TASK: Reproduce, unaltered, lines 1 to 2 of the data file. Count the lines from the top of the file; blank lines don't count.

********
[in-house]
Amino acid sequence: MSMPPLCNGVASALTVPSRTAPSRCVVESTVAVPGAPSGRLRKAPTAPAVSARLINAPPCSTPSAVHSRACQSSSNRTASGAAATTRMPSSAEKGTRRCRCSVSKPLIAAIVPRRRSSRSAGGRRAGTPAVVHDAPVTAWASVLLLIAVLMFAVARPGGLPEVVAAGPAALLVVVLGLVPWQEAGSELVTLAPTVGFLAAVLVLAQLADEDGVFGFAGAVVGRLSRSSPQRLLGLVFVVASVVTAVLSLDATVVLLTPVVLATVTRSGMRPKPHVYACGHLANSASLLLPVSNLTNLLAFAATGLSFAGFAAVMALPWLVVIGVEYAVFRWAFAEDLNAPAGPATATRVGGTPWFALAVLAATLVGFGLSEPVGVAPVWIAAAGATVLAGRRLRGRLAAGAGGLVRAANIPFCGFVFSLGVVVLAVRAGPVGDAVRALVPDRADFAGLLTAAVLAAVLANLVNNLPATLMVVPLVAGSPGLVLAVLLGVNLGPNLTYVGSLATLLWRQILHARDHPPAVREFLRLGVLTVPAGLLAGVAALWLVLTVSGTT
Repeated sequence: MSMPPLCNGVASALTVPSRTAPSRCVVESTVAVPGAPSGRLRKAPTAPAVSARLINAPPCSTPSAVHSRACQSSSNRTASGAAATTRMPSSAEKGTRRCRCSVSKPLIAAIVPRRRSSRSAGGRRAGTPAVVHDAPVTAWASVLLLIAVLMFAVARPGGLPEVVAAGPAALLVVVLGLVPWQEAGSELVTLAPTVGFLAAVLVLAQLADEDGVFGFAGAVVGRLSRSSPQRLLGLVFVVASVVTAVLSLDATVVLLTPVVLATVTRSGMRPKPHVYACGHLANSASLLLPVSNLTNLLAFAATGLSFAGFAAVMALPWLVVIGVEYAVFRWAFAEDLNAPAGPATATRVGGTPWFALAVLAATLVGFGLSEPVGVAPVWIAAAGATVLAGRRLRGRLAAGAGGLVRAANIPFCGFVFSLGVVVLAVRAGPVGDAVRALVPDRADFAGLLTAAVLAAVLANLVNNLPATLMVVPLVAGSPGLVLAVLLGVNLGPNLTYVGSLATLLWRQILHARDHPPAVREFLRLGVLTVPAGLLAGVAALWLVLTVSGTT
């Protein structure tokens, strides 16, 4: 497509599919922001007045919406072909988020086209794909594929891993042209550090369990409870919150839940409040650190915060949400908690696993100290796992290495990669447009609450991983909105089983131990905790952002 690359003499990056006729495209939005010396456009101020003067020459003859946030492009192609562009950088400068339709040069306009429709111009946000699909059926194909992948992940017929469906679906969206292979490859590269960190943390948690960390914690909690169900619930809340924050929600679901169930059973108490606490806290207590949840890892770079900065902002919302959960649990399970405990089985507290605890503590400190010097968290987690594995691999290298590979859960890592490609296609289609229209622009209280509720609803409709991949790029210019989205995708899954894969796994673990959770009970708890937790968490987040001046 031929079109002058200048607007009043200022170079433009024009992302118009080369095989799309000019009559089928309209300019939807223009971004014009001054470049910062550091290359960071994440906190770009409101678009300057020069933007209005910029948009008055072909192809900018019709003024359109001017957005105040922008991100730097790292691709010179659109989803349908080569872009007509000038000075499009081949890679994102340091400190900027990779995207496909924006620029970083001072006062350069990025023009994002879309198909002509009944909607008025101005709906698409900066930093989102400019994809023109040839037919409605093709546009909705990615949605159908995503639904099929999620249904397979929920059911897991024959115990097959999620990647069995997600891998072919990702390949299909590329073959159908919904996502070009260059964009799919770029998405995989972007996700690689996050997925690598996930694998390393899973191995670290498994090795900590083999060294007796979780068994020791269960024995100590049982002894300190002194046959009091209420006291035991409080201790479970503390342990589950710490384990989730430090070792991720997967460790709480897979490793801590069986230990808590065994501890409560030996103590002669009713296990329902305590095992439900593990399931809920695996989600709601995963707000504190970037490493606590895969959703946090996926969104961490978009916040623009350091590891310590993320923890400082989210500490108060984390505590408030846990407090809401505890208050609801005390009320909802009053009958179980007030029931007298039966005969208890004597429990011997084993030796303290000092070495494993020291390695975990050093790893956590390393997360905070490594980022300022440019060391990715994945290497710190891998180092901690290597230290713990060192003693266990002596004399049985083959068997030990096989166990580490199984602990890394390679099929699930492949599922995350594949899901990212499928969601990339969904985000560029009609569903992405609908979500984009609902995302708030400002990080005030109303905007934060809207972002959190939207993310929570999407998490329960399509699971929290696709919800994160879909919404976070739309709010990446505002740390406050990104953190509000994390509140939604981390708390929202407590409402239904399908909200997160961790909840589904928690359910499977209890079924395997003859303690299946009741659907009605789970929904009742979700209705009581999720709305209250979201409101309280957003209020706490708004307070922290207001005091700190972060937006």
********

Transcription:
[in-house]
Amino acid sequence: MSMPPLCNGVASALTVPSRTAPSRCVVESTVAVPGAPSGRLRKAPTAPAVSARLINAPPCSTPSAVHSRACQSSSNRTASGAAATTRMPSSAEKGTRRCRCSVSKPLIAAIVPRRRSSRSAGGRRAGTPAVVHDAPVTAWASVLLLIAVLMFAVARPGGLPEVVAAGPAALLVVVLGLVPWQEAGSELVTLAPTVGFLAAVLVLAQLADEDGVFGFAGAVVGRLSRSSPQRLLGLVFVVASVVTAVLSLDATVVLLTPVVLATVTRSGMRPKPHVYACGHLANSASLLLPVSNLTNLLAFAATGLSFAGFAAVMALPWLVVIGVEYAVFRWAFAEDLNAPAGPATATRVGGTPWFALAVLAATLVGFGLSEPVGVAPVWIAAAGATVLAGRRLRGRLAAGAGGLVRAANIPFCGFVFSLGVVVLAVRAGPVGDAVRALVPDRADFAGLLTAAVLAAVLANLVNNLPATLMVVPLVAGSPGLVLAVLLGVNLGPNLTYVGSLATLLWRQILHARDHPPAVREFLRLGVLTVPAGLLAGVAALWLVLTVSGTT